American Sign Language Major

College of Arts and Humanities - Department of World Languages

 

AMERICAN SIGN LANGUAGE MAJOR

The World Language Department offers the Bachelor of Arts degree with a major in American Sign Language, with concentrations in American Sign Language/English Interpreting and in Deaf Studies.

The American Sign Language program provides students with a foundation in American Sign Language (ASL) and associated courses that cover the history, culture, and literature of the Deaf Community in the U.S. within a social justice framework. Students choose to concentrate in American Sign Language/English Interpreting or in Deaf Studies.  Students with prior knowledge of, or instruction in, ASL must be assessed to determine their level of entry into the ASL course sequence. Students needing ASL prerequisite preparation coursework for ASGN 301 Advanced American Sign Language I may utilize up to four of their open electives in order to take the necessary courses.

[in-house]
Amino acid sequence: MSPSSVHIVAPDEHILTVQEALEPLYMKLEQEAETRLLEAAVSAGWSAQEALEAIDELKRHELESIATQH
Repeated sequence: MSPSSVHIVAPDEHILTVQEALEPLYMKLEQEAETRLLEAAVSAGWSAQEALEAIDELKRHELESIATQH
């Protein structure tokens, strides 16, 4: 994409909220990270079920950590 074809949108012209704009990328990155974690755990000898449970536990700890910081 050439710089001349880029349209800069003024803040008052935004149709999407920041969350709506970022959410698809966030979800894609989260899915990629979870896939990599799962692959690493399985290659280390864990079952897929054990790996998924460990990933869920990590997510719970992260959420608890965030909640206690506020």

View program mission statements and learning objectives >

The General Education Requirement
All students must satisfy a general education requirement consisting of ten (10) courses outside of the major department. The General Education Domain I-C (Language) requirement is satisfied through the completion of the major.

Course Prerequisites
Courses may have specified conditions for enrollment, such as prior completion of less advanced courses, permission of the instructor, or appropriate placement test scores. Students should refer to course descriptions in the department listings for prerequisite requirements.